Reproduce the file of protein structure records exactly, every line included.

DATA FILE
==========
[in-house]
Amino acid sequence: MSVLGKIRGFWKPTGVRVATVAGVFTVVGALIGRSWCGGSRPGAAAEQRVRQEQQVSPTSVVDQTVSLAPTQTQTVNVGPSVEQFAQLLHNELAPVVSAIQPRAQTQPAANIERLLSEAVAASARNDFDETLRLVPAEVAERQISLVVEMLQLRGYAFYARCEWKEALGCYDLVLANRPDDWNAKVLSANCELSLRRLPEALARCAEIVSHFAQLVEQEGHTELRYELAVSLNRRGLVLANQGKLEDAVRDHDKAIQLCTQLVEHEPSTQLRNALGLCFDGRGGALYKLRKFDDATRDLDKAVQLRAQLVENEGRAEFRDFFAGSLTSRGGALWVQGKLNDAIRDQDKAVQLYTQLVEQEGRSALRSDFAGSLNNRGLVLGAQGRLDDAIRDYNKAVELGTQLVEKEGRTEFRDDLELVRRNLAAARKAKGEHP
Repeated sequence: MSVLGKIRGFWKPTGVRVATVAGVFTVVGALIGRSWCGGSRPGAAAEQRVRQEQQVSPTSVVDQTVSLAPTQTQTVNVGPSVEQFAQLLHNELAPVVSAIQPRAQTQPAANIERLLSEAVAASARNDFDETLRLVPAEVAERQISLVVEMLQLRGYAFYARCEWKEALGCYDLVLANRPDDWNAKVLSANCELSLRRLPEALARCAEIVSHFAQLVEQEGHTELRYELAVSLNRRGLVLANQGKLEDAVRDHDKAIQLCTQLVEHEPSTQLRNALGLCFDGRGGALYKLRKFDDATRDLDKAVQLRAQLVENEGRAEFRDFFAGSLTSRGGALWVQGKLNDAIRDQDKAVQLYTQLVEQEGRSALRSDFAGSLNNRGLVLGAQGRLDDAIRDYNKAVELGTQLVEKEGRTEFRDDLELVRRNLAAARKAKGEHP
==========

[in-house]
Amino acid sequence: MSVLGKIRGFWKPTGVRVATVAGVFTVVGALIGRSWCGGSRPGAAAEQRVRQEQQVSPTSVVDQTVSLAPTQTQTVNVGPSVEQFAQLLHNELAPVVSAIQPRAQTQPAANIERLLSEAVAASARNDFDETLRLVPAEVAERQISLVVEMLQLRGYAFYARCEWKEALGCYDLVLANRPDDWNAKVLSANCELSLRRLPEALARCAEIVSHFAQLVEQEGHTELRYELAVSLNRRGLVLANQGKLEDAVRDHDKAIQLCTQLVEHEPSTQLRNALGLCFDGRGGALYKLRKFDDATRDLDKAVQLRAQLVENEGRAEFRDFFAGSLTSRGGALWVQGKLNDAIRDQDKAVQLYTQLVEQEGRSALRSDFAGSLNNRGLVLGAQGRLDDAIRDYNKAVELGTQLVEKEGRTEFRDDLELVRRNLAAARKAKGEHP
Repeated sequence: MSVLGKIRGFWKPTGVRVATVAGVFTVVGALIGRSWCGGSRPGAAAEQRVRQEQQVSPTSVVDQTVSLAPTQTQTVNVGPSVEQFAQLLHNELAPVVSAIQPRAQTQPAANIERLLSEAVAASARNDFDETLRLVPAEVAERQISLVVEMLQLRGYAFYARCEWKEALGCYDLVLANRPDDWNAKVLSANCELSLRRLPEALARCAEIVSHFAQLVEQEGHTELRYELAVSLNRRGLVLANQGKLEDAVRDHDKAIQLCTQLVEHEPSTQLRNALGLCFDGRGGALYKLRKFDDATRDLDKAVQLRAQLVENEGRAEFRDFFAGSLTSRGGALWVQGKLNDAIRDQDKAVQLYTQLVEQEGRSALRSDFAGSLNNRGLVLGAQGRLDDAIRDYNKAVELGTQLVEKEGRTEFRDDLELVRRNLAAARKAKGEHP